Psychology of Intelligence Analysis Annotated: Biases

We are always on a journey to better design our job. This has been my mood during this current Brazilian crisis. I (almost) always come down to qualitative key issues that deter me from further exploring investment ideas, many of those related to people and incentives. The Brazilian Government is no exception. Brazil is a company with a critical governance problem. But I am not that into politics, so let the media, politicians, consultants and lobbyists do their jobs.

However, today I wanted to discuss the last topic of the book Psychology of Intelligence Analysis by Richard Heuer, namely biases. I consider it to be an interesting subject as its definition per se is already curious. If anyone has a bias, it’s because neutrality occurs somewhere, somehow. But, by definition, there is no “neutral” behavior and that’s why I find it ingenious. And that’s what Lee Ross, a psychologist at Stanford University calls “naive realism”, meaning we see the world as it truly is, without bias or error.

Anyhow, the best debate on the topic I have stumbled so far is the classic Charlie Munger’s lecture entitled the Psychology of Human Misjudgement, that I strive to read yearly. As the time goes by, it gets easier to grasp thoughtful concepts and internalize those. If you prefer to listen rather than to read, you can find the full lecture right below.

In Heuer’s book, however, there’s a list of interesting behaviors the CIA have apprehended along the way; simple little tricks cleaning up the path to clearer thinking:


  • Specifying in advance what would cause you to change your mind will also make it more difficult for you to rationalize such developments if they occur, as not really requiring any modification of your judgment
  • Statistical data, in particular, lack the rich and concrete detail to evoke vivid images, and they are often overlooked, ignored or minimized
  • Consistency can also be deceptive
  • People save residual non-accurate information even after being told they are inaccurate
  • Be cautious with causation. Remember variance and/or randomness exist
  • The tendency to reason according to similarity of cause and effect is frequently found in conjunction with the bias toward inferring centralized direction. Together, they explain the persuasiveness of conspiracy theories
  • People have better intuitive understanding of odds than of percentages
  • Base-rate fallacy: numerical data are ignored unless they illuminate causality
  • People tend to underestimate both how much they learn from new information and the extent to which new information permits them to make correct judgments with greater confidence
  • Fighting hindsight: if it was the opposite, would I be surprised based on the previous report?
  • Consciously avoid any prior judgment as a starting point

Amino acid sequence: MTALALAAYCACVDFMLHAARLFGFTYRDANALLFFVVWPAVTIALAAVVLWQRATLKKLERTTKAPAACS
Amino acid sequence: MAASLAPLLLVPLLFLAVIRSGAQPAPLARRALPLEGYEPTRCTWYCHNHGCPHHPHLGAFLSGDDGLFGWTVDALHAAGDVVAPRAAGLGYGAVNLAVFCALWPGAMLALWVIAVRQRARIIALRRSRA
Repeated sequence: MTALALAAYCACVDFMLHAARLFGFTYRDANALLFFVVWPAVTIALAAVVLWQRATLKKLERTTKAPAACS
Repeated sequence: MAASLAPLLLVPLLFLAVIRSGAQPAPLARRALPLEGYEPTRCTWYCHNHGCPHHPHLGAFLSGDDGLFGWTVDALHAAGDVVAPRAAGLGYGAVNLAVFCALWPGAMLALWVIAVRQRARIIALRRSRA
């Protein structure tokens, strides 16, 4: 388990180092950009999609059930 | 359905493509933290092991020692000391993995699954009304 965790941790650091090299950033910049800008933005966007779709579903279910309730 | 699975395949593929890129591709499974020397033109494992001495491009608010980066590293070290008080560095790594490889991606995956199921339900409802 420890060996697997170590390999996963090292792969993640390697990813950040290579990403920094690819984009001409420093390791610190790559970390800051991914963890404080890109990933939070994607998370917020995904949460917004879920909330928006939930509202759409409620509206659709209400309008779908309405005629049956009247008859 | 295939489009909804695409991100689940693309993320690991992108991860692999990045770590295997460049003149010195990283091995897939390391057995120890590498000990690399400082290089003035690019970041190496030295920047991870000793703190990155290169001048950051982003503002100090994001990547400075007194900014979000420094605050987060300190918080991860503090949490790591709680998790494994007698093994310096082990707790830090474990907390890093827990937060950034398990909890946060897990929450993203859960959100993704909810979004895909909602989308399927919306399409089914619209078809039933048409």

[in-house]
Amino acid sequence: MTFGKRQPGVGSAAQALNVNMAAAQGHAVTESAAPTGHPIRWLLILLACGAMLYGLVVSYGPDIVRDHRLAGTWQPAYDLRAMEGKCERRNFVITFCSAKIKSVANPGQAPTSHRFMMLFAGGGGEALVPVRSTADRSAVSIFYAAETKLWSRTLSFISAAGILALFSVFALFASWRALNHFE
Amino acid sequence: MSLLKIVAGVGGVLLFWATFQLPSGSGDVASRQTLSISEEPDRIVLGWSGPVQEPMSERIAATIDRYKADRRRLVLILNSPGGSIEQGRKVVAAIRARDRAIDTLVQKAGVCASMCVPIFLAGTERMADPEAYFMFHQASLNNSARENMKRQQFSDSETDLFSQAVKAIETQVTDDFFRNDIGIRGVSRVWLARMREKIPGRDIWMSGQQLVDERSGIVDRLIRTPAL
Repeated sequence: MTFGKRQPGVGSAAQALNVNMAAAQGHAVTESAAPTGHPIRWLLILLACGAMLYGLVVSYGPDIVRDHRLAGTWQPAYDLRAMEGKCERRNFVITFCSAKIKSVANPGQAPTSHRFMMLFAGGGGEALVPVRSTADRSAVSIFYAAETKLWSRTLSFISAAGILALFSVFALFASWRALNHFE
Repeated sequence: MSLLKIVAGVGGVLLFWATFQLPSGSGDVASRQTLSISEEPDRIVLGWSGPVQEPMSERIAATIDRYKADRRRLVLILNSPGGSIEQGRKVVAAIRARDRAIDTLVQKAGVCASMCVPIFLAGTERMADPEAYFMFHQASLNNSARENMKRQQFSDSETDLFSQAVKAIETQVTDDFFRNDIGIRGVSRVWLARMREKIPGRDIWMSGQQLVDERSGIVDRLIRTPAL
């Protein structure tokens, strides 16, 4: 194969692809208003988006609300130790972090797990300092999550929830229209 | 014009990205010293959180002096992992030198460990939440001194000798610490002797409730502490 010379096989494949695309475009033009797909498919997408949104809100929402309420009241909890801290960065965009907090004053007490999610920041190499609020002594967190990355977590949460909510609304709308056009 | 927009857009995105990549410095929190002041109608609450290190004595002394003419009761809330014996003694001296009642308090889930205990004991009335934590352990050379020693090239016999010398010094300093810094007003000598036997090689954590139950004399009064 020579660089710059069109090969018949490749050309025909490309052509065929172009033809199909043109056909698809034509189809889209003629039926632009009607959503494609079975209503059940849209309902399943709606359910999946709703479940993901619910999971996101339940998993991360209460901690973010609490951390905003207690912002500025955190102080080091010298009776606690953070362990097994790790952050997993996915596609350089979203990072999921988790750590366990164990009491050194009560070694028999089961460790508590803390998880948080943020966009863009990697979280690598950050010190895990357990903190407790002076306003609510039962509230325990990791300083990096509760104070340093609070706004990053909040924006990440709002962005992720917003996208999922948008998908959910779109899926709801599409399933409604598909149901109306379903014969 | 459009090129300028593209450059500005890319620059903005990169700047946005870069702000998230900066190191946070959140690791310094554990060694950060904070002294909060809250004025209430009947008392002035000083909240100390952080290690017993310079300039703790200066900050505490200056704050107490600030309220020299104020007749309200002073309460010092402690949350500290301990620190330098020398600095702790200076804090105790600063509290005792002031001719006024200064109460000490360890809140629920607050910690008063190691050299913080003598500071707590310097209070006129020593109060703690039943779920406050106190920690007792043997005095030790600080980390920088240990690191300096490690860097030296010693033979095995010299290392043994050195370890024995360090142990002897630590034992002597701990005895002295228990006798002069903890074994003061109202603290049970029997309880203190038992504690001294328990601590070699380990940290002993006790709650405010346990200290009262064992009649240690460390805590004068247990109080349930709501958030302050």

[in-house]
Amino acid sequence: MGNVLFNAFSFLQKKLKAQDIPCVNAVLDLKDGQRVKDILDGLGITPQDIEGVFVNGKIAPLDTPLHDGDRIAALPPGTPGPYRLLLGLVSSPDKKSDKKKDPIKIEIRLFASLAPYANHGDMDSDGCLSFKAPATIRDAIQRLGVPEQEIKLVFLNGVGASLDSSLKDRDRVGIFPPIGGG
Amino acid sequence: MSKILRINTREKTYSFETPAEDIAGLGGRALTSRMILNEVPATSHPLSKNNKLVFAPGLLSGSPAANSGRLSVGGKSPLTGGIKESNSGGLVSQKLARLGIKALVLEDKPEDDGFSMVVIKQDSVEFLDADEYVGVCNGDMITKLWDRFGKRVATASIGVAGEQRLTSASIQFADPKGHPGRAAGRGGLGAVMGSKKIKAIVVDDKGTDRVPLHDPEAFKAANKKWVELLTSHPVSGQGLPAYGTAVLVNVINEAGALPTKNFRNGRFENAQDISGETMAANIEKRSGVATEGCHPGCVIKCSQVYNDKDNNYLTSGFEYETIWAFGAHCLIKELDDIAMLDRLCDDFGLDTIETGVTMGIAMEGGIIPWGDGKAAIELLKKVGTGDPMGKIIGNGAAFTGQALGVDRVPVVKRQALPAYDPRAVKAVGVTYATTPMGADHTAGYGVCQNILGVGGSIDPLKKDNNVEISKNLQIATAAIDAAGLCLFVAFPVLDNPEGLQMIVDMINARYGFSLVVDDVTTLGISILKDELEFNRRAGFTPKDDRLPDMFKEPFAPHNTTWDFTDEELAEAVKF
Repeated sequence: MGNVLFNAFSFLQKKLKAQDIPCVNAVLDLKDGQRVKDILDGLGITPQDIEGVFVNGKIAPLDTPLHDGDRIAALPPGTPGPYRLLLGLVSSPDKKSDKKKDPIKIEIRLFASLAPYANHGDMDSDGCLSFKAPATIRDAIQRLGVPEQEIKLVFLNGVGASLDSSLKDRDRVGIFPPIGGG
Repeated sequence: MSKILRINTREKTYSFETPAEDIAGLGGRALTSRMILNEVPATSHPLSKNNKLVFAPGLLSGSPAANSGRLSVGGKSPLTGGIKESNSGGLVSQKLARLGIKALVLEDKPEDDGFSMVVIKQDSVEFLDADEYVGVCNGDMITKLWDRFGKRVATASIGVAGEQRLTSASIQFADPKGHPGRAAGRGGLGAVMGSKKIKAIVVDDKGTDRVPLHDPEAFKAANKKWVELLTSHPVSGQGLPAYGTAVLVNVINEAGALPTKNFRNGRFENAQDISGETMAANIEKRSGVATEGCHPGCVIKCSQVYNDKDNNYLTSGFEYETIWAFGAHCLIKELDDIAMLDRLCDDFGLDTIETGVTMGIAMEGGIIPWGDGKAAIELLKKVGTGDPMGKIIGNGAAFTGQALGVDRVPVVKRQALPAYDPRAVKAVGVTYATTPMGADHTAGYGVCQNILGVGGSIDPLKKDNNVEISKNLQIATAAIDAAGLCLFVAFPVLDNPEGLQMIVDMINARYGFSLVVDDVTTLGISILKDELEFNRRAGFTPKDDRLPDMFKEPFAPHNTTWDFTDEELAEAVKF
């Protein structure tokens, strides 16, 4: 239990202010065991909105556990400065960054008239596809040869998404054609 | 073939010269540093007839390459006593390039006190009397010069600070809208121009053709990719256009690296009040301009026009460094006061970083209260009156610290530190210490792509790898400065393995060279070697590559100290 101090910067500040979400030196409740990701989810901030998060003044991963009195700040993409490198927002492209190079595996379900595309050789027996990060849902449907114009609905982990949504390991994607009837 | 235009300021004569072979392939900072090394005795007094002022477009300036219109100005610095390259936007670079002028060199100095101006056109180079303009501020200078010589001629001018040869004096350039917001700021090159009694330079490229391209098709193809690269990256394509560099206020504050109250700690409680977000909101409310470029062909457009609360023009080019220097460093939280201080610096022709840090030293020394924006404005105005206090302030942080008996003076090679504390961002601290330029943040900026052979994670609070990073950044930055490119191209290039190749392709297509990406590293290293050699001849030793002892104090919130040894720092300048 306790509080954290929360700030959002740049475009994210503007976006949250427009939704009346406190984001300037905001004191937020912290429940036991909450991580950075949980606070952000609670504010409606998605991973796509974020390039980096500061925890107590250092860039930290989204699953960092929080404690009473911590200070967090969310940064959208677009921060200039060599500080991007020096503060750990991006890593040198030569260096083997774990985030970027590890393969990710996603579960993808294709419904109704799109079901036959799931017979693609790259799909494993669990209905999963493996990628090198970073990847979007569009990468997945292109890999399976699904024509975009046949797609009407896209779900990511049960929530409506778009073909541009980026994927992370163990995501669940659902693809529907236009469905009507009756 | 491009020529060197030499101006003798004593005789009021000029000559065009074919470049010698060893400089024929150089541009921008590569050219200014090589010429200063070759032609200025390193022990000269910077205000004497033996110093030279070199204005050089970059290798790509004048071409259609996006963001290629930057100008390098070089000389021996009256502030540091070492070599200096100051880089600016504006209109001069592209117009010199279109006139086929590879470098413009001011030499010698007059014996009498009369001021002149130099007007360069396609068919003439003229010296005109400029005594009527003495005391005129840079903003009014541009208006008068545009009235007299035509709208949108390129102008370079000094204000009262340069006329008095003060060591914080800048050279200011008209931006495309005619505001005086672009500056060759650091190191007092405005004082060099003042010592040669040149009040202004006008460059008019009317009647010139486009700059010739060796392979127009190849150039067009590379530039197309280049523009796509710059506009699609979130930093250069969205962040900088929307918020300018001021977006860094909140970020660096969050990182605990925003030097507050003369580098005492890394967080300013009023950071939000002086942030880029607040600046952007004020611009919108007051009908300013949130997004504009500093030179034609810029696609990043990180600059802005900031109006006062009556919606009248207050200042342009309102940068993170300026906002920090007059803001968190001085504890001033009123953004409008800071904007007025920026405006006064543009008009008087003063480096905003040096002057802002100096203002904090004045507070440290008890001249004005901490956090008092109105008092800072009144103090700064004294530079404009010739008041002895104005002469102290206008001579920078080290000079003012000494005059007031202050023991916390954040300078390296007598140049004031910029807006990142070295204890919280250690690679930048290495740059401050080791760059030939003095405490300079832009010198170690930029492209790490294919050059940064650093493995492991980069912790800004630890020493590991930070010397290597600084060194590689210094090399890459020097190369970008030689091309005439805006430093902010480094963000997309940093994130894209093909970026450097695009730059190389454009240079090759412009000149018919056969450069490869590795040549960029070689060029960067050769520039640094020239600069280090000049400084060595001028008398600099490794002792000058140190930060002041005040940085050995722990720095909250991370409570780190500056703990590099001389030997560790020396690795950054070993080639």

• The act of constructing a detailed scenario for a possible future event makes that event more readily imaginable and, therefore, increases its perceived probability
  • Expectations or theory are unlikely to be given great weight and tend to be dismissed and unreliable, erroneous, unrepresentative, or the product of contaminating third variable influences 

Psychology of Intelligence Analysis Annotated: Linchpin Assumptions

This is the fourth of a series of posts that I try to lay down the most relevant lessons from the book  Psychology of Intelligence Analysis by Richard Heuer.

In my opinion, the next topic lies at the core of investment cases. And it is not the investment thesis per se, it’s a subset of it. Linchpin assumptions are the core companies value drivers. Those are the KPIs executives and investors should understand and follow closely. For investors, those KPIs are simply lagging indicators. For executives, they work with both leading and lagging indicators. Internally, middle management need to act on leading KPIs that shall yield the desired outcome for investors and global goals for the company executives (lagging indicators).

For instance, take a retailer. Gross margin is the lagging indicator. The leading indicator could be the amount of sales sold with some markdown. And the leading indicator of the leading indicator could be a new COO that would redesign the supply chain or even more basic store processes. Many analysts consider gross margin to be the value driver. To be right before Mr. Market, you have to decipher that the COO is the value driver.

Linchpin Assumptions

  • “Analysts actually use much less of the available information than they think they do.”
  • “People’s mental models are simpler than they think, and the analyst is typically unaware not only of which variables should have the greatest influence, but also which variables actually are having the greatest influence.”
  • “When analysis turns out to be wrong, it is often because of key assumptions that went unchallenged and proved invalid.”

It’s easy to become lost with too many pieces of information. One must be sharp, separating what matters from a fundamental value perspective which will eventually be translated to the stock price from pure data garbage. You must pick one, two, no more than three value drivers for your investment case. If you haven’t identified those yet or just have too many of them, maybe you still don’t have an investment case. From previous posts, remember to make them visible and challenge them. Try to disprove your hypothesis and formulate new ones with their respective value drivers.